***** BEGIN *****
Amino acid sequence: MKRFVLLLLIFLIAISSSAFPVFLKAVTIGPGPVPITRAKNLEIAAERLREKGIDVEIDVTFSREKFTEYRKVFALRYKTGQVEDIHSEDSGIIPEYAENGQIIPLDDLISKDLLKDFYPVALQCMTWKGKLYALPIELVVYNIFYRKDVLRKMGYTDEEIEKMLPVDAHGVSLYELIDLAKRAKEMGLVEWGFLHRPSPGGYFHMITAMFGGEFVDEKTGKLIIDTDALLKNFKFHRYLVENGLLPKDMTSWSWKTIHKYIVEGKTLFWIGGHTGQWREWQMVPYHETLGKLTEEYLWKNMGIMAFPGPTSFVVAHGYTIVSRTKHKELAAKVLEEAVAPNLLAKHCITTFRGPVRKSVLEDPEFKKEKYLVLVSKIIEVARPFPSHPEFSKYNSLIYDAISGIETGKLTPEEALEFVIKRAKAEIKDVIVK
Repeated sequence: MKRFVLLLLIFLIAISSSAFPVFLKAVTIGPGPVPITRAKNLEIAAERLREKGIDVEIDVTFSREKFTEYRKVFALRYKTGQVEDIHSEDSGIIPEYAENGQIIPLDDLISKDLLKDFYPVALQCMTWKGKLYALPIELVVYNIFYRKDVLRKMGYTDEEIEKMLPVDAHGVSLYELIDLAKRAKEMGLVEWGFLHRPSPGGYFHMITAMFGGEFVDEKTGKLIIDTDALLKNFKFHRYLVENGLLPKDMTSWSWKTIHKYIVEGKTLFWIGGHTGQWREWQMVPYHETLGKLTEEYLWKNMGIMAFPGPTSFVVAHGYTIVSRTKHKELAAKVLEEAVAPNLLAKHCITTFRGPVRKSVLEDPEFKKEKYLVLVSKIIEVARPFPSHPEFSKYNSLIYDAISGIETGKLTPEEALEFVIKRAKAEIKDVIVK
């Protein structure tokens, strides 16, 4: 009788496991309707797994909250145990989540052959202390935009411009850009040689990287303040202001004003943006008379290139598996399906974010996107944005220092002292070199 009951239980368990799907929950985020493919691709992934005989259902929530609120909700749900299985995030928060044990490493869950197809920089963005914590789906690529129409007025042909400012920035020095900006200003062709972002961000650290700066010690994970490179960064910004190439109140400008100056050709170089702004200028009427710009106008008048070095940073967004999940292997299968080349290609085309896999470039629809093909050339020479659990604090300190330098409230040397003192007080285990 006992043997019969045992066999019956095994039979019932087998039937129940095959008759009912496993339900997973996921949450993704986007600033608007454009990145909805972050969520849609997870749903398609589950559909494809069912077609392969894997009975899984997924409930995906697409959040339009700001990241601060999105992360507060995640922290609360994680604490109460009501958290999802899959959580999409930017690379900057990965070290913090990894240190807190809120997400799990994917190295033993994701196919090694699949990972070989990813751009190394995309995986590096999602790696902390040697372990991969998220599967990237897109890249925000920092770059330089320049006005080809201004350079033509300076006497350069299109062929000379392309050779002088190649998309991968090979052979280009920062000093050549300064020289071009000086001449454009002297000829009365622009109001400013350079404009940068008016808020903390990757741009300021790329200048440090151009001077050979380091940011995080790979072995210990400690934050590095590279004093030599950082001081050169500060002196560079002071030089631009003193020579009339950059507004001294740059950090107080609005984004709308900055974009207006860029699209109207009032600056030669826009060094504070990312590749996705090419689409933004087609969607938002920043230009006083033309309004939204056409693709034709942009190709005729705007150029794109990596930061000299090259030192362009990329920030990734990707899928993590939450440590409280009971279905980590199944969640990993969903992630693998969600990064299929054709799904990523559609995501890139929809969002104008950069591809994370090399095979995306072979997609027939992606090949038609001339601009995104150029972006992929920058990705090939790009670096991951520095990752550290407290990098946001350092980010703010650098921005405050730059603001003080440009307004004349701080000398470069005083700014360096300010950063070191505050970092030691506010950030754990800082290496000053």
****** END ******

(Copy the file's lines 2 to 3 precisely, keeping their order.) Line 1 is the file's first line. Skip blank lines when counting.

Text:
Repeated sequence: MKRFVLLLLIFLIAISSSAFPVFLKAVTIGPGPVPITRAKNLEIAAERLREKGIDVEIDVTFSREKFTEYRKVFALRYKTGQVEDIHSEDSGIIPEYAENGQIIPLDDLISKDLLKDFYPVALQCMTWKGKLYALPIELVVYNIFYRKDVLRKMGYTDEEIEKMLPVDAHGVSLYELIDLAKRAKEMGLVEWGFLHRPSPGGYFHMITAMFGGEFVDEKTGKLIIDTDALLKNFKFHRYLVENGLLPKDMTSWSWKTIHKYIVEGKTLFWIGGHTGQWREWQMVPYHETLGKLTEEYLWKNMGIMAFPGPTSFVVAHGYTIVSRTKHKELAAKVLEEAVAPNLLAKHCITTFRGPVRKSVLEDPEFKKEKYLVLVSKIIEVARPFPSHPEFSKYNSLIYDAISGIETGKLTPEEALEFVIKRAKAEIKDVIVK
């Protein structure tokens, strides 16, 4: 009788496991309707797994909250145990989540052959202390935009411009850009040689990287303040202001004003943006008379290139598996399906974010996107944005220092002292070199 009951239980368990799907929950985020493919691709992934005989259902929530609120909700749900299985995030928060044990490493869950197809920089963005914590789906690529129409007025042909400012920035020095900006200003062709972002961000650290700066010690994970490179960064910004190439109140400008100056050709170089702004200028009427710009106008008048070095940073967004999940292997299968080349290609085309896999470039629809093909050339020479659990604090300190330098409230040397003192007080285990 006992043997019969045992066999019956095994039979019932087998039937129940095959008759009912496993339900997973996921949450993704986007600033608007454009990145909805972050969520849609997870749903398609589950559909494809069912077609392969894997009975899984997924409930995906697409959040339009700001990241601060999105992360507060995640922290609360994680604490109460009501958290999802899959959580999409930017690379900057990965070290913090990894240190807190809120997400799990994917190295033993994701196919090694699949990972070989990813751009190394995309995986590096999602790696902390040697372990991969998220599967990237897109890249925000920092770059330089320049006005080809201004350079033509300076006497350069299109062929000379392309050779002088190649998309991968090979052979280009920062000093050549300064020289071009000086001449454009002297000829009365622009109001400013350079404009940068008016808020903390990757741009300021790329200048440090151009001077050979380091940011995080790979072995210990400690934050590095590279004093030599950082001081050169500060002196560079002071030089631009003193020579009339950059507004001294740059950090107080609005984004709308900055974009207006860029699209109207009032600056030669826009060094504070990312590749996705090419689409933004087609969607938002920043230009006083033309309004939204056409693709034709942009190709005729705007150029794109990596930061000299090259030192362009990329920030990734990707899928993590939450440590409280009971279905980590199944969640990993969903992630693998969600990064299929054709799904990523559609995501890139929809969002104008950069591809994370090399095979995306072979997609027939992606090949038609001339601009995104150029972006992929920058990705090939790009670096991951520095990752550290407290990098946001350092980010703010650098921005405050730059603001003080440009307004004349701080000398470069005083700014360096300010950063070191505050970092030691506010950030754990800082290496000053």